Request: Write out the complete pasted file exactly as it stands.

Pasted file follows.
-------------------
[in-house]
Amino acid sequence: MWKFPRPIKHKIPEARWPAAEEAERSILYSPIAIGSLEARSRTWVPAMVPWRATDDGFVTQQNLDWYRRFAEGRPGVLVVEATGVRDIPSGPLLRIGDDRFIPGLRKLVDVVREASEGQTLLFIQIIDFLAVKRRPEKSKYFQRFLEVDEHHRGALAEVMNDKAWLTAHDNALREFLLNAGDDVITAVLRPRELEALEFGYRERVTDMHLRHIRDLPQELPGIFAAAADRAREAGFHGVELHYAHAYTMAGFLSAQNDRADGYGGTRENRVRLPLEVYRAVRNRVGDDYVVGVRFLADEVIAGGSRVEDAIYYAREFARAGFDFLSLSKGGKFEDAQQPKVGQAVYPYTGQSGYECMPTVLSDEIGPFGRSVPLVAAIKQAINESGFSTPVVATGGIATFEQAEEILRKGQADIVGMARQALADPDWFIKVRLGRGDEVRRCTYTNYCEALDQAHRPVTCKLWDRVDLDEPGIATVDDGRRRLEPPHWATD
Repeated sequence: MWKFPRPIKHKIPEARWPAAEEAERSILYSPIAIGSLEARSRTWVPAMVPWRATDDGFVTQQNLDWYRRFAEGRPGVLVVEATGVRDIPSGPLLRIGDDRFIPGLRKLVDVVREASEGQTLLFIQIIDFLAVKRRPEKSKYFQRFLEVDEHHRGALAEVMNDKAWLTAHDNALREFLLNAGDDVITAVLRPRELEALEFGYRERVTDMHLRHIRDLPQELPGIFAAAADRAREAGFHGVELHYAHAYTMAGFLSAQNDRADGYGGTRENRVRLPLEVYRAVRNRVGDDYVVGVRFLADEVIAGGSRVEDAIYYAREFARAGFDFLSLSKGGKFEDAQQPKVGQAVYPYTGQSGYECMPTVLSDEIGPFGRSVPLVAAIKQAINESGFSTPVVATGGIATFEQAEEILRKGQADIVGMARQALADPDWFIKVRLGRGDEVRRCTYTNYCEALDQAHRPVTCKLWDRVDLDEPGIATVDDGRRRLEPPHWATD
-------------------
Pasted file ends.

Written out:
[in-house]
Amino acid sequence: MWKFPRPIKHKIPEARWPAAEEAERSILYSPIAIGSLEARSRTWVPAMVPWRATDDGFVTQQNLDWYRRFAEGRPGVLVVEATGVRDIPSGPLLRIGDDRFIPGLRKLVDVVREASEGQTLLFIQIIDFLAVKRRPEKSKYFQRFLEVDEHHRGALAEVMNDKAWLTAHDNALREFLLNAGDDVITAVLRPRELEALEFGYRERVTDMHLRHIRDLPQELPGIFAAAADRAREAGFHGVELHYAHAYTMAGFLSAQNDRADGYGGTRENRVRLPLEVYRAVRNRVGDDYVVGVRFLADEVIAGGSRVEDAIYYAREFARAGFDFLSLSKGGKFEDAQQPKVGQAVYPYTGQSGYECMPTVLSDEIGPFGRSVPLVAAIKQAINESGFSTPVVATGGIATFEQAEEILRKGQADIVGMARQALADPDWFIKVRLGRGDEVRRCTYTNYCEALDQAHRPVTCKLWDRVDLDEPGIATVDDGRRRLEPPHWATD
Repeated sequence: MWKFPRPIKHKIPEARWPAAEEAERSILYSPIAIGSLEARSRTWVPAMVPWRATDDGFVTQQNLDWYRRFAEGRPGVLVVEATGVRDIPSGPLLRIGDDRFIPGLRKLVDVVREASEGQTLLFIQIIDFLAVKRRPEKSKYFQRFLEVDEHHRGALAEVMNDKAWLTAHDNALREFLLNAGDDVITAVLRPRELEALEFGYRERVTDMHLRHIRDLPQELPGIFAAAADRAREAGFHGVELHYAHAYTMAGFLSAQNDRADGYGGTRENRVRLPLEVYRAVRNRVGDDYVVGVRFLADEVIAGGSRVEDAIYYAREFARAGFDFLSLSKGGKFEDAQQPKVGQAVYPYTGQSGYECMPTVLSDEIGPFGRSVPLVAAIKQAINESGFSTPVVATGGIATFEQAEEILRKGQADIVGMARQALADPDWFIKVRLGRGDEVRRCTYTNYCEALDQAHRPVTCKLWDRVDLDEPGIATVDDGRRRLEPPHWATD